This balsamic bloody mary is a new twist on a classic cocktail–spicy, sweet, and totally addictive. Make them for your next brunch!
Last weekend, my friend Meghan, who was over for brunch said, “I feel like a bloody mary is the only cocktail you can drink while pregnant and still feel like you’re part of the celebration.”
If you know me, or read my blog often, you know I am obsessed with make-ahead cooking. This goes double for brunch. I like to have everything done the night before, so all I have to worry about in the morning is making coffee. These balsamic bloody marys are perfect. You can mix them up a few days in advance. In fact, I think they taste even better after the flavors have had a chance to meld. And trust me–your guests will be so impressed when you hand them a homemade bloody mary with all the fixings. I like celery sticks, olives, and lime wedges, but you can go totally crazy with things like bacon, shrimp, or pickles–when it comes to bloody marys, more is more.
- 1/2 cup balsamic vinegar
- 1 (46-ounce) can tomato juice (about 6 cups)
- Juice of one large lime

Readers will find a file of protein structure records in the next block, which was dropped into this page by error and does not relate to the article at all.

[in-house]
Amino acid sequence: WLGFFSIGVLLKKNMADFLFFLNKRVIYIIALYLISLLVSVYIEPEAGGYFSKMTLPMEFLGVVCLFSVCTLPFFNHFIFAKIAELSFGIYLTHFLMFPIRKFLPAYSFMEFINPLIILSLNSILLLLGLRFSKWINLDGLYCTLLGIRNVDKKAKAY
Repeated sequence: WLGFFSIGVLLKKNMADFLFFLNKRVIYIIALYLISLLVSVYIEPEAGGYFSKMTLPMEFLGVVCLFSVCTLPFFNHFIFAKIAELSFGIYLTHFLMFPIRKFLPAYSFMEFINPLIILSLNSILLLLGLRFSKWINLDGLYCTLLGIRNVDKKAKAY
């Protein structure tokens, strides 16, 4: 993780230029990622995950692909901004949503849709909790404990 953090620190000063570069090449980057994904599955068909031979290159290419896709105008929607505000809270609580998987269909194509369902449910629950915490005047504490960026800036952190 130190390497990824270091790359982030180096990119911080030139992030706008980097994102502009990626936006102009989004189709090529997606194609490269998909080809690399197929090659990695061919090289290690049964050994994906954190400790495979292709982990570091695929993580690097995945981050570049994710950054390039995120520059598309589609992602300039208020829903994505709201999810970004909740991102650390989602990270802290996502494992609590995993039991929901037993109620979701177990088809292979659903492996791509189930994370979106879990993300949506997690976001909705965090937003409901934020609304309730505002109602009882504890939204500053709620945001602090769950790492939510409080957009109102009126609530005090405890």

- 3 teaspoons horseradish
- 3/4 teaspoon Worcestershire sauce
- 1/2 teaspoon celery salt
- 1 1/2 teaspoons hot sauce (I like Tabasco)
- 3 large stalks celery, chopped
- 1 1/2 cups vodka
- Lime wedges, celery stalks, and olives, to garnish
- In a small saucepan, simmer the balsamic vinegar over medium-low heat until it has reduced to 1/4 cup, about 5 minutes.
- In a large pitcher, combine 2 tablespoons of the reduced balsamic vinegar, tomato juice, lime juice, horseradish, Worcestershire sauce, celery salt, and hot sauce.
- Place the chopped celery stalks in a food processor and pulse until coarsely ground. Add about 1 cup of the tomato mixture and process until pureed. Pour the celery mixture back into the pitcher with the rest of the tomato juice mixture.
- To make each drink, fill a glass with ice. Add 1/4 cup of vodka and top with the bloody mary mix. Drizzle with a little of the remaining balsamic vinegar. Garnish with a lime wedge, celery stalk, and olives.